REINHEITSGEBOT!! (Bless you . . .)

I came across an interesting discussion the other day, whose topic was -Why are German beers so different from their commercial American counterparts? Short answer : Reinheitsgebot! (sneeze!)

Reinheitsgebot is one of the first and oldest consumer protection laws ever passed. It is usually referred to as the German beer purity law and was first proposed in 1487 (no typo!) and passed into law in the year of our Lord 1516. It simply stated that it was illegal to put anything except water, barley, and hops into beer. It was updated and amended into the Provisional German Beer Law which allowed the additions of yeast, wheat malt, and sugar cane (but banned unmalted barley). It has served to protect the German brewing traditions; especially for German Pilsners.

Hops were specifically mentioned in Reinheitsgebot not only for adding flavor but also acting as a preservative. Midieval brewers did not have the preservative thing down pat and were killing their fellows by adding stuff like chimney soot, poisonous mushrooms, and various herbs to their brews. These additions to brewing are called “adjuncts”. ( I always remember it as “Added JUNK”.) The German purity law basically says that if you add other junk to your brew; you cannot label and sell it as beer. These ideals are still adhered to today by many brewers- but not all.

In America; where bigger, faster, and cheaper are king – the use of adjuncts is the norm.

Large brewers use large amounts of corn and rice (among lots of other things like artificial flavoring, corn syrup, colors ,dyes, juices, extracts, etc.) in an effort to produce the most beer for the lowest cost. They use just enough of the Reinheitsgebot ingredients to flavor their brews without having to re-label it a malt liquor. ( Malt liquors are completely based on the fermentation of corn and rice.)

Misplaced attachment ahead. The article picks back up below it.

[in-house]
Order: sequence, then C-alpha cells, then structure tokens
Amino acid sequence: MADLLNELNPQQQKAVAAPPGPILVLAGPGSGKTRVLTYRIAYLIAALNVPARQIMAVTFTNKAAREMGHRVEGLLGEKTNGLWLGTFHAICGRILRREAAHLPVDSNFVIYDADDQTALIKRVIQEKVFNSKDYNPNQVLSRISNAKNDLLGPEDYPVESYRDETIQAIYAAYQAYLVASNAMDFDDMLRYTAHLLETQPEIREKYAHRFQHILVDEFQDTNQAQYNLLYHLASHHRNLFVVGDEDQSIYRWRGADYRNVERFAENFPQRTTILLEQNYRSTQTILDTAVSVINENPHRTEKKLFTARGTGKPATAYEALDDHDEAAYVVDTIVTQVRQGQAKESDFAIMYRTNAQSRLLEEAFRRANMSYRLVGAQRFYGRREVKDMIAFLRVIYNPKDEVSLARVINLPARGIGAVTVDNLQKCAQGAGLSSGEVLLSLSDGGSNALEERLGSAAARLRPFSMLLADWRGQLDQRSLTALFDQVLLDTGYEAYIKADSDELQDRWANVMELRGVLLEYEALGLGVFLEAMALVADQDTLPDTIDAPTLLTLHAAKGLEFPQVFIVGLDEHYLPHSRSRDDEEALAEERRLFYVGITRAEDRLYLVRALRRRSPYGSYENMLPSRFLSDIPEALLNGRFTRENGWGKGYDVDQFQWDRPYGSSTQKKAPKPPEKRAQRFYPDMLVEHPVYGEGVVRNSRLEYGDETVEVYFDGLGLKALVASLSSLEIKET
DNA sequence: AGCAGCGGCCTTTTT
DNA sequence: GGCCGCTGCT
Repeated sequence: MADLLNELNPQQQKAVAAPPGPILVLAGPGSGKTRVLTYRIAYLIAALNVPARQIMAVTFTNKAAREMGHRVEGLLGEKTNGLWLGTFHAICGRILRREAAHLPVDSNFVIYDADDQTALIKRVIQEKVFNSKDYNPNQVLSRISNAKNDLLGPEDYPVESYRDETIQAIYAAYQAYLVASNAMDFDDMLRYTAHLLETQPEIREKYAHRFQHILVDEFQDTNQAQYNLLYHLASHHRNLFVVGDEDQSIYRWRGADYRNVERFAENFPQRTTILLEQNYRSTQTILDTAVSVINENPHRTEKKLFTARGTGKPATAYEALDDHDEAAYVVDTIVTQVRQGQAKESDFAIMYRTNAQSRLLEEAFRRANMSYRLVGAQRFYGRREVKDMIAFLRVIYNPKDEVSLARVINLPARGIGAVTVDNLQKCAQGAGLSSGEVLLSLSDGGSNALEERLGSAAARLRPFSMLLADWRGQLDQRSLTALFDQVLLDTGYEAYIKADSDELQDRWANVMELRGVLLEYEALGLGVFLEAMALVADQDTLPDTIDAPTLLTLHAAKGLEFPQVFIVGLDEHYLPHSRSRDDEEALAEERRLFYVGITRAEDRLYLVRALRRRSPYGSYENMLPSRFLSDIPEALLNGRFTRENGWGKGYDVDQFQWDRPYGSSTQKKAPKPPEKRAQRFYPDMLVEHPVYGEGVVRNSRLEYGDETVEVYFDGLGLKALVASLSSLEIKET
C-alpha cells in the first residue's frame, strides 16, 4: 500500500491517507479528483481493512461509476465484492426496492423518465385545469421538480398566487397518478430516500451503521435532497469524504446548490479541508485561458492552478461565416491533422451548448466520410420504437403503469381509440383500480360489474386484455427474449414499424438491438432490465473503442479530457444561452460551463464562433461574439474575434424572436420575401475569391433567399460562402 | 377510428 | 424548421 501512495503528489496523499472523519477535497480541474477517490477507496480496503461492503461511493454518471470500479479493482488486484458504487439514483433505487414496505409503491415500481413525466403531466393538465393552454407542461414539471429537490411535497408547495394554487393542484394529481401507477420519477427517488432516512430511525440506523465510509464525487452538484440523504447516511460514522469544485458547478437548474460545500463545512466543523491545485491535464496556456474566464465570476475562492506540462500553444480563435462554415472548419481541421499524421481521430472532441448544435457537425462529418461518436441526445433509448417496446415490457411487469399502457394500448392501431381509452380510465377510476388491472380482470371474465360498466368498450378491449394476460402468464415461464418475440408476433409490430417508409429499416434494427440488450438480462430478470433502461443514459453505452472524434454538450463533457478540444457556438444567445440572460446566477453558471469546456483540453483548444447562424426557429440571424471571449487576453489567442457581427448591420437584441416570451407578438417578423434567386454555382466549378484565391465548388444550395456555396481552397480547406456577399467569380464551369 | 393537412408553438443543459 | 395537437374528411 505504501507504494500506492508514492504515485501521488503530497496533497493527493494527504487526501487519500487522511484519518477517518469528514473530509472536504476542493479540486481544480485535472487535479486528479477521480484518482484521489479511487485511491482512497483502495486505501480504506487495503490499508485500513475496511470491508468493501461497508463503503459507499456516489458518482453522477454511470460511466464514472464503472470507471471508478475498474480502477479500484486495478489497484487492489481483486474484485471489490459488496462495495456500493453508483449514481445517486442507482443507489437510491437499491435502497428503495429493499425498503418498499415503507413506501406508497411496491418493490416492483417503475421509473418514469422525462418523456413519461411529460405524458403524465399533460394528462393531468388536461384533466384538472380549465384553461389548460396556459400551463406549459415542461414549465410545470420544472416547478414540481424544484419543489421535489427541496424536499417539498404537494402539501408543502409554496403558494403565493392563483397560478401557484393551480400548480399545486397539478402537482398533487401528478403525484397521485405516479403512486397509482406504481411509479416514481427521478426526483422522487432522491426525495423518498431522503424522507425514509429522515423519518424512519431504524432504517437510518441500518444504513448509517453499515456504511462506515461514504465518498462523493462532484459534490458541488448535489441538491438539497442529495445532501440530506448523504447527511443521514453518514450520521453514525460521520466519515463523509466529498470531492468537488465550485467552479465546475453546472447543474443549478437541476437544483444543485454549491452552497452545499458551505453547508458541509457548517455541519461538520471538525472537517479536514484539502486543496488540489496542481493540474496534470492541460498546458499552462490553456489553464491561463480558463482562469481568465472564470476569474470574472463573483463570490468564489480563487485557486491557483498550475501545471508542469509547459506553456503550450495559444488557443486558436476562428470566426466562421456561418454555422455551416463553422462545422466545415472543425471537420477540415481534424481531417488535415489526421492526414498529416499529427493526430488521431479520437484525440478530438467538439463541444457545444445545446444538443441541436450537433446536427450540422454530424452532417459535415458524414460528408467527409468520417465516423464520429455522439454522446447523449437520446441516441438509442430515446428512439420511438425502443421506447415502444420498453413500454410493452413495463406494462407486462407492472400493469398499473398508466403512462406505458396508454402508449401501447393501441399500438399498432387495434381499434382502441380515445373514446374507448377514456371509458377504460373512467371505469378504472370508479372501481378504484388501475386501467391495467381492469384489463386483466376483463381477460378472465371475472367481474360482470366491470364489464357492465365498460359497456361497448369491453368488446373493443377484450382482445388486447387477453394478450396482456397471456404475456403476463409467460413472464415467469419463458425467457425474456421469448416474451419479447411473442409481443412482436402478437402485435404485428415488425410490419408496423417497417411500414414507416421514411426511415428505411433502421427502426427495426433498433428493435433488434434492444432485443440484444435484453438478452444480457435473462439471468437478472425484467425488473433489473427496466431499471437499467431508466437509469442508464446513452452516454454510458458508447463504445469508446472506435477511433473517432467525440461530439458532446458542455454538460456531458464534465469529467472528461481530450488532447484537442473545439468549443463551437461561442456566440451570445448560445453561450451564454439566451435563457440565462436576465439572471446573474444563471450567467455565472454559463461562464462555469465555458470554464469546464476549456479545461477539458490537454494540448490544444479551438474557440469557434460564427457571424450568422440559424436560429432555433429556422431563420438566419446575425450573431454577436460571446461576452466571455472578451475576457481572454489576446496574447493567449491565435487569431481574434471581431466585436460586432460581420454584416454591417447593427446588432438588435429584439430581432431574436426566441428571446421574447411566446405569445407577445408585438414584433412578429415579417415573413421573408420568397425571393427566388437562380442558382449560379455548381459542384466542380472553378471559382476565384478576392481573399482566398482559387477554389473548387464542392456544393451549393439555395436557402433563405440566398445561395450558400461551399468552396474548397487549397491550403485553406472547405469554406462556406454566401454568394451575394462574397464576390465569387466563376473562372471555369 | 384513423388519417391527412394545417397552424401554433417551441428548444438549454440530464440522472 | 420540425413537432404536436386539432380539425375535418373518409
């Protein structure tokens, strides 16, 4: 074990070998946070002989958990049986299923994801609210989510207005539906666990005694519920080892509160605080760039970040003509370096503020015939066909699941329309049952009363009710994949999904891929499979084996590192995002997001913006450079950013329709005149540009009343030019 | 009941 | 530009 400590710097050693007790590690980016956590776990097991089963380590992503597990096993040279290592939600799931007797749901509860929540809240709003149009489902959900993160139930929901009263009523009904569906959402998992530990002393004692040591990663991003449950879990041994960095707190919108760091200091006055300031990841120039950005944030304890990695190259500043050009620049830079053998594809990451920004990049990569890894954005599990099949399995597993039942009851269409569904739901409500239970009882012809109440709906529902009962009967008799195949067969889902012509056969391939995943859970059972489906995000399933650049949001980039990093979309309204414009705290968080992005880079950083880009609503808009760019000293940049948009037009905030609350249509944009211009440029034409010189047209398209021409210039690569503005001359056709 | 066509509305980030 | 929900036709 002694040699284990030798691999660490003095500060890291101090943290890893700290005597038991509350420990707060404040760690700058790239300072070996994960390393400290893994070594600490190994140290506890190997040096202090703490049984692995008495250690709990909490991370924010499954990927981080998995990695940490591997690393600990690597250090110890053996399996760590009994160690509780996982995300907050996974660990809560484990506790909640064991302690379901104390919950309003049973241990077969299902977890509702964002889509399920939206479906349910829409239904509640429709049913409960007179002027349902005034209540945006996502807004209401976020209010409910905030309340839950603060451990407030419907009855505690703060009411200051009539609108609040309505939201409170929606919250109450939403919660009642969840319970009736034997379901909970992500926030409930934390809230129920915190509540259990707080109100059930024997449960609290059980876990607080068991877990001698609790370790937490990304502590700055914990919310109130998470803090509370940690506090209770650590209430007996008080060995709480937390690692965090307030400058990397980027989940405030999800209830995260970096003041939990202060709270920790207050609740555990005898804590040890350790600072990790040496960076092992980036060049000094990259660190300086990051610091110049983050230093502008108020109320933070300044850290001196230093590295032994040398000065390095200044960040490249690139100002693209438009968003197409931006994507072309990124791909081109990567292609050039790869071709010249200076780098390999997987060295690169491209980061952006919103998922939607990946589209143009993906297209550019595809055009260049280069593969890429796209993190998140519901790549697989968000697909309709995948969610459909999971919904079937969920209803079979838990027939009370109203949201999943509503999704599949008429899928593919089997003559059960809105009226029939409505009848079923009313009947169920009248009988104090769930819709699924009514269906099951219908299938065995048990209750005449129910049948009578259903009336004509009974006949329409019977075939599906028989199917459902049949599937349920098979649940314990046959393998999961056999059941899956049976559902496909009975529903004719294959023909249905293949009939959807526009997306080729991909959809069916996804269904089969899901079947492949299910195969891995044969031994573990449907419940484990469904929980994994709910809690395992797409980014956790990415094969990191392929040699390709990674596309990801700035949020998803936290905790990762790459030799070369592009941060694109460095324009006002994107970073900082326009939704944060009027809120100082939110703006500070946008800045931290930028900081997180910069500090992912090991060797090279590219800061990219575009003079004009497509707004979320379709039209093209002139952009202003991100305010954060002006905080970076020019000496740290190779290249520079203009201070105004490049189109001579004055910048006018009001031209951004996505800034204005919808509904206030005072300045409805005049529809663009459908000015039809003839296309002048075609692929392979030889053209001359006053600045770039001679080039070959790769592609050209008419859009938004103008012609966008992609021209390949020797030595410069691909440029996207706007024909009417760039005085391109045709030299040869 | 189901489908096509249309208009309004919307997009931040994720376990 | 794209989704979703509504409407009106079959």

So, the next time you tip a Bud or a Coors against an imported German Pilsner, realize you are actually comparing a near malt liquor (flavored to taste like beer) to the real thing. Kinda like comparing a can of Spagettios to real Italian spagetti . . . Which leads to twisted thinking like- If you were born and raised only on spagettios; are they now better than the “real” thing? or are they now the real thing? (Ponder that over a pitcher, or two.)

Even though Reinheitsgebot serves to protect the traditional brewing recipes and the purity of beers, it has a downside, too. It had a chilling effect on other creative brewing styles like bohemian, lambic, and fruit based brews. Some excellent brews like German cherry beer almost disappeared. So, I guess Reinheitsgebot, like everything else, should be used in moderation.

American craft brewers have re-discovered Reinheitsgebot and its brewing ideals. They are using its principals as a foundation from which they create new innovative beer styles and flavors. The pace of innovation is amazing and the sky is the limit. The days of watery commodity beers seem to be limited. Thank Reinheitsgebot!
And now, you too are – “an informed drinker or an educated drunk.”

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